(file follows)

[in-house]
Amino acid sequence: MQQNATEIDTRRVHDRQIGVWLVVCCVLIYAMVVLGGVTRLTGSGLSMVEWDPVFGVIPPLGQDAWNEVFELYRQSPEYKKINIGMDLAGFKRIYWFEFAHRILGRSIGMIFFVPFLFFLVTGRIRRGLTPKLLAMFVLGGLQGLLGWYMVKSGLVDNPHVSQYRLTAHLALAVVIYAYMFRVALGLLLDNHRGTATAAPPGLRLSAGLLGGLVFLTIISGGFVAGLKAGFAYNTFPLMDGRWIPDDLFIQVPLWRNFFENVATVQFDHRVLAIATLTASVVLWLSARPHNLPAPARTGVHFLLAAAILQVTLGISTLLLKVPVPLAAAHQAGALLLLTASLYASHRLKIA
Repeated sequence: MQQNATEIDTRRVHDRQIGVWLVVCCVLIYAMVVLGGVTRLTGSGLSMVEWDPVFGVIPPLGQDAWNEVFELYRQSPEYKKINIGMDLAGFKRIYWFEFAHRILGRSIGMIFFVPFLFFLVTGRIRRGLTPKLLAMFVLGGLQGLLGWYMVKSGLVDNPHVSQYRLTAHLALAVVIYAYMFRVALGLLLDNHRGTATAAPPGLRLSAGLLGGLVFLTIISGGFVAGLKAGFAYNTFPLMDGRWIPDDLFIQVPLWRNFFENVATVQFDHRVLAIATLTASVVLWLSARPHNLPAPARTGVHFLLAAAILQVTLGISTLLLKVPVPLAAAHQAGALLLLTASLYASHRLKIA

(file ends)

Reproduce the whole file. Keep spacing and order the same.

[in-house]
Amino acid sequence: MQQNATEIDTRRVHDRQIGVWLVVCCVLIYAMVVLGGVTRLTGSGLSMVEWDPVFGVIPPLGQDAWNEVFELYRQSPEYKKINIGMDLAGFKRIYWFEFAHRILGRSIGMIFFVPFLFFLVTGRIRRGLTPKLLAMFVLGGLQGLLGWYMVKSGLVDNPHVSQYRLTAHLALAVVIYAYMFRVALGLLLDNHRGTATAAPPGLRLSAGLLGGLVFLTIISGGFVAGLKAGFAYNTFPLMDGRWIPDDLFIQVPLWRNFFENVATVQFDHRVLAIATLTASVVLWLSARPHNLPAPARTGVHFLLAAAILQVTLGISTLLLKVPVPLAAAHQAGALLLLTASLYASHRLKIA
Repeated sequence: MQQNATEIDTRRVHDRQIGVWLVVCCVLIYAMVVLGGVTRLTGSGLSMVEWDPVFGVIPPLGQDAWNEVFELYRQSPEYKKINIGMDLAGFKRIYWFEFAHRILGRSIGMIFFVPFLFFLVTGRIRRGLTPKLLAMFVLGGLQGLLGWYMVKSGLVDNPHVSQYRLTAHLALAVVIYAYMFRVALGLLLDNHRGTATAAPPGLRLSAGLLGGLVFLTIISGGFVAGLKAGFAYNTFPLMDGRWIPDDLFIQVPLWRNFFENVATVQFDHRVLAIATLTASVVLWLSARPHNLPAPARTGVHFLLAAAILQVTLGISTLLLKVPVPLAAAHQAGALLLLTASLYASHRLKIA